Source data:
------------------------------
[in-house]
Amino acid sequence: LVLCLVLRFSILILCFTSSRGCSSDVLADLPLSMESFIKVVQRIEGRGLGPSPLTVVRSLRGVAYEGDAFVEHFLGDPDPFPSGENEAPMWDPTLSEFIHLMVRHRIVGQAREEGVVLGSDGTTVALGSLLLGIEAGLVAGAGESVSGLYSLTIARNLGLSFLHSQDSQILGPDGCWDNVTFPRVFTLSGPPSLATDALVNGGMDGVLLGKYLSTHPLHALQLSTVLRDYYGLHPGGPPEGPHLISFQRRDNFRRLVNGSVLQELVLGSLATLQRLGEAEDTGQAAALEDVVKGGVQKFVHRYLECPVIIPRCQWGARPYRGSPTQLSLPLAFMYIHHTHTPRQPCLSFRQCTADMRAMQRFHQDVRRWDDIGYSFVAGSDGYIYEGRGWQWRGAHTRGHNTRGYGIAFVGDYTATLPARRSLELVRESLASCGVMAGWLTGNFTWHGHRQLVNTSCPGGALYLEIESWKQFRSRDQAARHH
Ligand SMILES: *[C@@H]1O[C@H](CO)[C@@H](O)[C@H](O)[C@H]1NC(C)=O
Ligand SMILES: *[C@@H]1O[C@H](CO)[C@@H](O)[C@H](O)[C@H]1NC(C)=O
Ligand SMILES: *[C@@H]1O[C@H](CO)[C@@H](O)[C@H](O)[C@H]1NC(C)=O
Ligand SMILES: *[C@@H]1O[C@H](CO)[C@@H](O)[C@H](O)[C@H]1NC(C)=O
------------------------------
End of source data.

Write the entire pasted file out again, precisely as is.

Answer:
[in-house]
Amino acid sequence: LVLCLVLRFSILILCFTSSRGCSSDVLADLPLSMESFIKVVQRIEGRGLGPSPLTVVRSLRGVAYEGDAFVEHFLGDPDPFPSGENEAPMWDPTLSEFIHLMVRHRIVGQAREEGVVLGSDGTTVALGSLLLGIEAGLVAGAGESVSGLYSLTIARNLGLSFLHSQDSQILGPDGCWDNVTFPRVFTLSGPPSLATDALVNGGMDGVLLGKYLSTHPLHALQLSTVLRDYYGLHPGGPPEGPHLISFQRRDNFRRLVNGSVLQELVLGSLATLQRLGEAEDTGQAAALEDVVKGGVQKFVHRYLECPVIIPRCQWGARPYRGSPTQLSLPLAFMYIHHTHTPRQPCLSFRQCTADMRAMQRFHQDVRRWDDIGYSFVAGSDGYIYEGRGWQWRGAHTRGHNTRGYGIAFVGDYTATLPARRSLELVRESLASCGVMAGWLTGNFTWHGHRQLVNTSCPGGALYLEIESWKQFRSRDQAARHH
Ligand SMILES: *[C@@H]1O[C@H](CO)[C@@H](O)[C@H](O)[C@H]1NC(C)=O
Ligand SMILES: *[C@@H]1O[C@H](CO)[C@@H](O)[C@H](O)[C@H]1NC(C)=O
Ligand SMILES: *[C@@H]1O[C@H](CO)[C@@H](O)[C@H](O)[C@H]1NC(C)=O
Ligand SMILES: *[C@@H]1O[C@H](CO)[C@@H](O)[C@H](O)[C@H]1NC(C)=O